SEATTLE – During Contact Lens Health Week, scheduled for Aug. 24 to Aug. 28, the Centers for Disease Control and Prevention will promote contact lens wear and care recommendations, according to a CDC representative here at Optometry’s Meeting.
Maya Rao, MPH, a CDC health communications specialist, told the American Optometric Association’s House of Delegates on Thursday that in the wake of the multistate microbial keratitis (MK) outbreaks over the last 5 to 10 years, MK rates have not returned to pre-outbreak levels.
“There are improper hygiene indicators that put contact lens wearers at risk,” Rao said. “There’s a high level of noncompliance with wear and care recommendations. Conflicting messages are a major issue that CDC would like to address to prevent infections.”
Rao said this year’s campaign theme is: “Healthy habits means healthy eyes.”
“Our vision is that this improved compliance will lead to a reduced burden of complications,” she said.
The CDC has 37 partners in its effort, including representatives from government, industry, nonprofits and clinical centers, Rao said. The CDC has a dedicated project team, and an external workgroup of clinicians have played a key role in recommendation development and establishing other partnerships.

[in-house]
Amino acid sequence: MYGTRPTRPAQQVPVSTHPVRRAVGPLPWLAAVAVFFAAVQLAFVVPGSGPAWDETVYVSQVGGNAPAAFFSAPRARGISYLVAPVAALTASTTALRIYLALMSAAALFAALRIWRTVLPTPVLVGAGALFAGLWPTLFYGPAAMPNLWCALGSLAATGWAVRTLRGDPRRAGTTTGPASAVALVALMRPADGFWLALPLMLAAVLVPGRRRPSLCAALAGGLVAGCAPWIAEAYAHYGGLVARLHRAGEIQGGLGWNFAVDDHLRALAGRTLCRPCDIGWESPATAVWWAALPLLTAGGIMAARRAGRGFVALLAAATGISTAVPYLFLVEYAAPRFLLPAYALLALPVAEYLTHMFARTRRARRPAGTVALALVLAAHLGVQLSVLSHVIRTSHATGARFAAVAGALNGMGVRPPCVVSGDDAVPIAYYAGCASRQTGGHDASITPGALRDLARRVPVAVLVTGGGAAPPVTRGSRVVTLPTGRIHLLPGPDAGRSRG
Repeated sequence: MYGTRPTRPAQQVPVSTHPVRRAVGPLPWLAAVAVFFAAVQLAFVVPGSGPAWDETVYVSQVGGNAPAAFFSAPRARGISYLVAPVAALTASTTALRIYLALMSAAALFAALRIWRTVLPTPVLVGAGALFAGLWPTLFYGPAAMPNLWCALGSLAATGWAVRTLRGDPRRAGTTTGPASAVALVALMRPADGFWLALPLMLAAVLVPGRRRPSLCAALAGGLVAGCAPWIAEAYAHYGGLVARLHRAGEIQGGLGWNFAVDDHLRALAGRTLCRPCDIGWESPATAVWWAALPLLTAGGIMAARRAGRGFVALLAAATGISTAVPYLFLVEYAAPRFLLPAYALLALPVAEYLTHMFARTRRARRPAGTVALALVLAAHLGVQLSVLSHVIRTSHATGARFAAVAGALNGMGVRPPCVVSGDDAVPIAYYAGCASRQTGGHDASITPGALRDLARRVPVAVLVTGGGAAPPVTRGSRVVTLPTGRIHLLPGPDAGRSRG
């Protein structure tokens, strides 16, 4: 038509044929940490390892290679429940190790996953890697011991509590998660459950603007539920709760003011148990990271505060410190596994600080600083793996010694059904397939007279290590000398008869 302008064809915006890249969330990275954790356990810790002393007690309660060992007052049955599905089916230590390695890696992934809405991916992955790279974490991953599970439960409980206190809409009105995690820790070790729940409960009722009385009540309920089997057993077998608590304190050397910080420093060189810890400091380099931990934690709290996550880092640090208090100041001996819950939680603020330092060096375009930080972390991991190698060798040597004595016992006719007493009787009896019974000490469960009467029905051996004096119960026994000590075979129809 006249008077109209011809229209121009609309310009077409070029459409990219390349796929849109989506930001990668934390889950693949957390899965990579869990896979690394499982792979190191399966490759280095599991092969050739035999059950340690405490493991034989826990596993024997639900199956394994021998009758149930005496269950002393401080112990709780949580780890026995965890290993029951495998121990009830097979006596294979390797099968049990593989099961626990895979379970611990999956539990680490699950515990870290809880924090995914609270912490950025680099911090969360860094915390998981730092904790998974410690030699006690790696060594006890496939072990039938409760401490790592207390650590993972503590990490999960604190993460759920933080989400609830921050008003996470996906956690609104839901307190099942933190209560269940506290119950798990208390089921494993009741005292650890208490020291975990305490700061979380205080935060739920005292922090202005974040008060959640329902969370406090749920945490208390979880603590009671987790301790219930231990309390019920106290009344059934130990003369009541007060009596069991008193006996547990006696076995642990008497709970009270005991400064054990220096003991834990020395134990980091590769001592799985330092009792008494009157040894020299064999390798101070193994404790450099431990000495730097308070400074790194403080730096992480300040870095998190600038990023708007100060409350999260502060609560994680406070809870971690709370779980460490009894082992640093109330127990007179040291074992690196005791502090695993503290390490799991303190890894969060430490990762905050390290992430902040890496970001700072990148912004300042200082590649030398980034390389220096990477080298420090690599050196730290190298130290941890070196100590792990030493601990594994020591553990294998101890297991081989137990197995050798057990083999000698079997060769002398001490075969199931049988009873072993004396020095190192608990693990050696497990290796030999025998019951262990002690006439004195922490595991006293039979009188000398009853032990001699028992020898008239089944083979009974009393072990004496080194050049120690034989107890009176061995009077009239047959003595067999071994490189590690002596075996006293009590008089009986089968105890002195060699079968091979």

The website CDC.gov/contactlenses provides consumer information, including recommendations, the science behind those recommendations, the benefits of contact lenses and risks of improper wear and care. Contact lens promotion materials for clinicians and schools are also available on the website.
Rao said the target audience for this year’s campaign is teenage contact lens wearers, and the dates for Contact Lens Week were chosen to coincide with other back-to-school initiatives.
“This is an ongoing effort,” she said. “We want to promote wear and care recommendations throughout the year.”
She urged optometrists to get involved by promoting Contact Lens Health Week on social media with #OnePairTakeCare. – by Nancy Hemphill, ELS, FAAO
Disclosure: Rao is a health communications specialist with the CDC.